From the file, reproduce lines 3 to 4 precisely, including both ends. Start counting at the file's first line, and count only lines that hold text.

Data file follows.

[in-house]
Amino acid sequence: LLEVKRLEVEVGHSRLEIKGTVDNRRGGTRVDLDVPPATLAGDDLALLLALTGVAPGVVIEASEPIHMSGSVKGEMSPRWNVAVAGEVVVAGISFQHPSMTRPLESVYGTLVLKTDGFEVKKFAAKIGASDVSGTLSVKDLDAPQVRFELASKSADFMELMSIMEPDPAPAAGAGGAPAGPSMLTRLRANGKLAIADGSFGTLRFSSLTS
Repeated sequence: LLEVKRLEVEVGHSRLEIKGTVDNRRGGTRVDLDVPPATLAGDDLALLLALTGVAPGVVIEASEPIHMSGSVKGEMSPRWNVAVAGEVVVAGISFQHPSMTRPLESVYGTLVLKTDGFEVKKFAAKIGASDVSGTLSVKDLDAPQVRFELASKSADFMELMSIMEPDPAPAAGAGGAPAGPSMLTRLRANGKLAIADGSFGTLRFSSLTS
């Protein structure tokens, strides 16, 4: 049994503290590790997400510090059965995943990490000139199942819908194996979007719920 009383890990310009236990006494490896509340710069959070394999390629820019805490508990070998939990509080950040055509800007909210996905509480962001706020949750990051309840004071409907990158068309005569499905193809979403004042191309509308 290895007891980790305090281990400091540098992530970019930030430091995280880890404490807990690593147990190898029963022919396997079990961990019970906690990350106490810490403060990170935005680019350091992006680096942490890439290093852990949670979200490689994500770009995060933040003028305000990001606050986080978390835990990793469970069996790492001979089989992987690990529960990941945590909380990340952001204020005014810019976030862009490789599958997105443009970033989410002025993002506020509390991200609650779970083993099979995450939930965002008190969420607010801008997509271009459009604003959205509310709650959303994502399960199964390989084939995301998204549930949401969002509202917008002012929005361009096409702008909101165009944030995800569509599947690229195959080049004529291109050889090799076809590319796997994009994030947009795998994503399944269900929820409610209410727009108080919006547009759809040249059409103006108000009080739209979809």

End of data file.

Repeated sequence: LLEVKRLEVEVGHSRLEIKGTVDNRRGGTRVDLDVPPATLAGDDLALLLALTGVAPGVVIEASEPIHMSGSVKGEMSPRWNVAVAGEVVVAGISFQHPSMTRPLESVYGTLVLKTDGFEVKKFAAKIGASDVSGTLSVKDLDAPQVRFELASKSADFMELMSIMEPDPAPAAGAGGAPAGPSMLTRLRANGKLAIADGSFGTLRFSSLTS
């Protein structure tokens, strides 16, 4: 049994503290590790997400510090059965995943990490000139199942819908194996979007719920 009383890990310009236990006494490896509340710069959070394999390629820019805490508990070998939990509080950040055509800007909210996905509480962001706020949750990051309840004071409907990158068309005569499905193809979403004042191309509308 290895007891980790305090281990400091540098992530970019930030430091995280880890404490807990690593147990190898029963022919396997079990961990019970906690990350106490810490403060990170935005680019350091992006680096942490890439290093852990949670979200490689994500770009995060933040003028305000990001606050986080978390835990990793469970069996790492001979089989992987690990529960990941945590909380990340952001204020005014810019976030862009490789599958997105443009970033989410002025993002506020509390991200609650779970083993099979995450939930965002008190969420607010801008997509271009459009604003959205509310709650959303994502399960199964390989084939995301998204549930949401969002509202917008002012929005361009096409702008909101165009944030995800569509599947690229195959080049004529291109050889090799076809590319796997994009994030947009795998994503399944269900929820409610209410727009108080919006547009759809040249059409103006108000009080739209979809």